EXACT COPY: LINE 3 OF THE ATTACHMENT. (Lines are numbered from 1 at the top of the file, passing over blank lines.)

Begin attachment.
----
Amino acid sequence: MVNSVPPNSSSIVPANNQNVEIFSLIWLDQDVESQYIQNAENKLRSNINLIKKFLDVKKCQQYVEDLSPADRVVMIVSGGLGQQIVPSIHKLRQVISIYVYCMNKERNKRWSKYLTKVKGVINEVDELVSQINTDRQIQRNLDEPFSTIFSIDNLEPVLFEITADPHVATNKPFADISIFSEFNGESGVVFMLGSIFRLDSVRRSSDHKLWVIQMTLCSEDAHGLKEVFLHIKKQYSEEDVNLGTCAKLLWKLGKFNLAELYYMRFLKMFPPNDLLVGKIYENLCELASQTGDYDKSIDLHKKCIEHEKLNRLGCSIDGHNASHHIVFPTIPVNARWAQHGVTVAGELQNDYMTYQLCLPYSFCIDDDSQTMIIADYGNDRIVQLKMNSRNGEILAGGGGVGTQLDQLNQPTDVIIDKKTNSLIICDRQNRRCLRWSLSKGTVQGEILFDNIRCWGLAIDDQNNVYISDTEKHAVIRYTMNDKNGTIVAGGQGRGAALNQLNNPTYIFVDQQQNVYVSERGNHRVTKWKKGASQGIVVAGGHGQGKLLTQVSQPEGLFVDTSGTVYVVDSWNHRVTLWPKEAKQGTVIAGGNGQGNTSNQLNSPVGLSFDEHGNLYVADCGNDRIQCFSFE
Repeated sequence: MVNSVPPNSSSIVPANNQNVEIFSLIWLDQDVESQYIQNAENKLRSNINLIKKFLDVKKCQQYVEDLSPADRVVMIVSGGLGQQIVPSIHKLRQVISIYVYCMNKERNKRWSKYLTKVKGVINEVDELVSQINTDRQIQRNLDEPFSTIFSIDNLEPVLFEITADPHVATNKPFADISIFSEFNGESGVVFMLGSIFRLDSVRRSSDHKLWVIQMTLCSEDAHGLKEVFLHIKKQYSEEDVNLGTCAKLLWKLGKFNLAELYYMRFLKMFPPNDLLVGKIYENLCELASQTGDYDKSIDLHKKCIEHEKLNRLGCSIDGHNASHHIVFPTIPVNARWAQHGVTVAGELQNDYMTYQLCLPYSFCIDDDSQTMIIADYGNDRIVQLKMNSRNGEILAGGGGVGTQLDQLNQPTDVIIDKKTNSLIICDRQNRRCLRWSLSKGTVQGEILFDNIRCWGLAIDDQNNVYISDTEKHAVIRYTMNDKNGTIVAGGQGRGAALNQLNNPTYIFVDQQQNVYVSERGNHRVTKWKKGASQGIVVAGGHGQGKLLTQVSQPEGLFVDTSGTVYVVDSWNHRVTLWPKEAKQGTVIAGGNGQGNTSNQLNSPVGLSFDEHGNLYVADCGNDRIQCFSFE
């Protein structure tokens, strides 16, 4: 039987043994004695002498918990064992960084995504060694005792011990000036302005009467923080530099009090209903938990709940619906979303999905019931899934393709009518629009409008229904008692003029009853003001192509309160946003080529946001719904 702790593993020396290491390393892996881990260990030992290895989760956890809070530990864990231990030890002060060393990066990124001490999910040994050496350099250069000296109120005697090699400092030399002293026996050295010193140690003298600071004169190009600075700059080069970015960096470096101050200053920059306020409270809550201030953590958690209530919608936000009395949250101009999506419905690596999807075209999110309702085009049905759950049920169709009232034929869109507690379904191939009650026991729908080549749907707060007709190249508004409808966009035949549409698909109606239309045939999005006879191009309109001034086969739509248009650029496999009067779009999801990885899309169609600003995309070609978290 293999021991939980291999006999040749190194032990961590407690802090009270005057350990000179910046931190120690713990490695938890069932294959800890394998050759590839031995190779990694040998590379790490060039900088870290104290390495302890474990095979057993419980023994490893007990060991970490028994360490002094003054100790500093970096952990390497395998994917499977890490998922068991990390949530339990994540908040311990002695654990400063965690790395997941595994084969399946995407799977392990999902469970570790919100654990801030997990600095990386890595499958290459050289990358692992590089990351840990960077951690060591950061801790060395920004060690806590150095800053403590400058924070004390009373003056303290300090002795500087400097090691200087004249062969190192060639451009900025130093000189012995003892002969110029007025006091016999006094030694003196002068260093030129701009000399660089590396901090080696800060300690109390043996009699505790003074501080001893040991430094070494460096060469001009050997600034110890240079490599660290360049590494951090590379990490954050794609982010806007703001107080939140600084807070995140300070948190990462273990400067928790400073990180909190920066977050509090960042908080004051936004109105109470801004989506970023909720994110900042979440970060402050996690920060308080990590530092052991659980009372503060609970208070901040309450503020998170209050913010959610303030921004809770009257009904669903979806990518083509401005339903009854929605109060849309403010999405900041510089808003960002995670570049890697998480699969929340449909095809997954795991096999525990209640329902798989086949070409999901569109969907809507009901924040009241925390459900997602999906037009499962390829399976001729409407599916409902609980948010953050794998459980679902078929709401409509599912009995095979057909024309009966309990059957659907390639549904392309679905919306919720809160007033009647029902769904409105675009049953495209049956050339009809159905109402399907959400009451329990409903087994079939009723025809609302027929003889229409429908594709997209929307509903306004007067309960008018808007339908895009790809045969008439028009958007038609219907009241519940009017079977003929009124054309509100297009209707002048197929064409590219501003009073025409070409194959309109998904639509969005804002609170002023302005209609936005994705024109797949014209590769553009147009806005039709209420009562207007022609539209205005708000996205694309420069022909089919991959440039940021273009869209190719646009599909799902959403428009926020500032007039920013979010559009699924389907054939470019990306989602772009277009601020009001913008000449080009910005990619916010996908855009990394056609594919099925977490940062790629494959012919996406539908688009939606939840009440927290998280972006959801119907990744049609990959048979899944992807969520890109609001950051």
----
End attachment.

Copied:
């Protein structure tokens, strides 16, 4: 039987043994004695002498918990064992960084995504060694005792011990000036302005009467923080530099009090209903938990709940619906979303999905019931899934393709009518629009409008229904008692003029009853003001192509309160946003080529946001719904 702790593993020396290491390393892996881990260990030992290895989760956890809070530990864990231990030890002060060393990066990124001490999910040994050496350099250069000296109120005697090699400092030399002293026996050295010193140690003298600071004169190009600075700059080069970015960096470096101050200053920059306020409270809550201030953590958690209530919608936000009395949250101009999506419905690596999807075209999110309702085009049905759950049920169709009232034929869109507690379904191939009650026991729908080549749907707060007709190249508004409808966009035949549409698909109606239309045939999005006879191009309109001034086969739509248009650029496999009067779009999801990885899309169609600003995309070609978290 293999021991939980291999006999040749190194032990961590407690802090009270005057350990000179910046931190120690713990490695938890069932294959800890394998050759590839031995190779990694040998590379790490060039900088870290104290390495302890474990095979057993419980023994490893007990060991970490028994360490002094003054100790500093970096952990390497395998994917499977890490998922068991990390949530339990994540908040311990002695654990400063965690790395997941595994084969399946995407799977392990999902469970570790919100654990801030997990600095990386890595499958290459050289990358692992590089990351840990960077951690060591950061801790060395920004060690806590150095800053403590400058924070004390009373003056303290300090002795500087400097090691200087004249062969190192060639451009900025130093000189012995003892002969110029007025006091016999006094030694003196002068260093030129701009000399660089590396901090080696800060300690109390043996009699505790003074501080001893040991430094070494460096060469001009050997600034110890240079490599660290360049590494951090590379990490954050794609982010806007703001107080939140600084807070995140300070948190990462273990400067928790400073990180909190920066977050509090960042908080004051936004109105109470801004989506970023909720994110900042979440970060402050996690920060308080990590530092052991659980009372503060609970208070901040309450503020998170209050913010959610303030921004809770009257009904669903979806990518083509401005339903009854929605109060849309403010999405900041510089808003960002995670570049890697998480699969929340449909095809997954795991096999525990209640329902798989086949070409999901569109969907809507009901924040009241925390459900997602999906037009499962390829399976001729409407599916409902609980948010953050794998459980679902078929709401409509599912009995095979057909024309009966309990059957659907390639549904392309679905919306919720809160007033009647029902769904409105675009049953495209049956050339009809159905109402399907959400009451329990409903087994079939009723025809609302027929003889229409429908594709997209929307509903306004007067309960008018808007339908895009790809045969008439028009958007038609219907009241519940009017079977003929009124054309509100297009209707002048197929064409590219501003009073025409070409194959309109998904639509969005804002609170002023302005209609936005994705024109797949014209590769553009147009806005039709209420009562207007022609539209205005708000996205694309420069022909089919991959440039940021273009869209190719646009599909799902959403428009926020500032007039920013979010559009699924389907054939470019990306989602772009277009601020009001913008000449080009910005990619916010996908855009990394056609594919099925977490940062790629494959012919996406539908688009939606939840009440927290998280972006959801119907990744049609990959048979899944992807969520890109609001950051």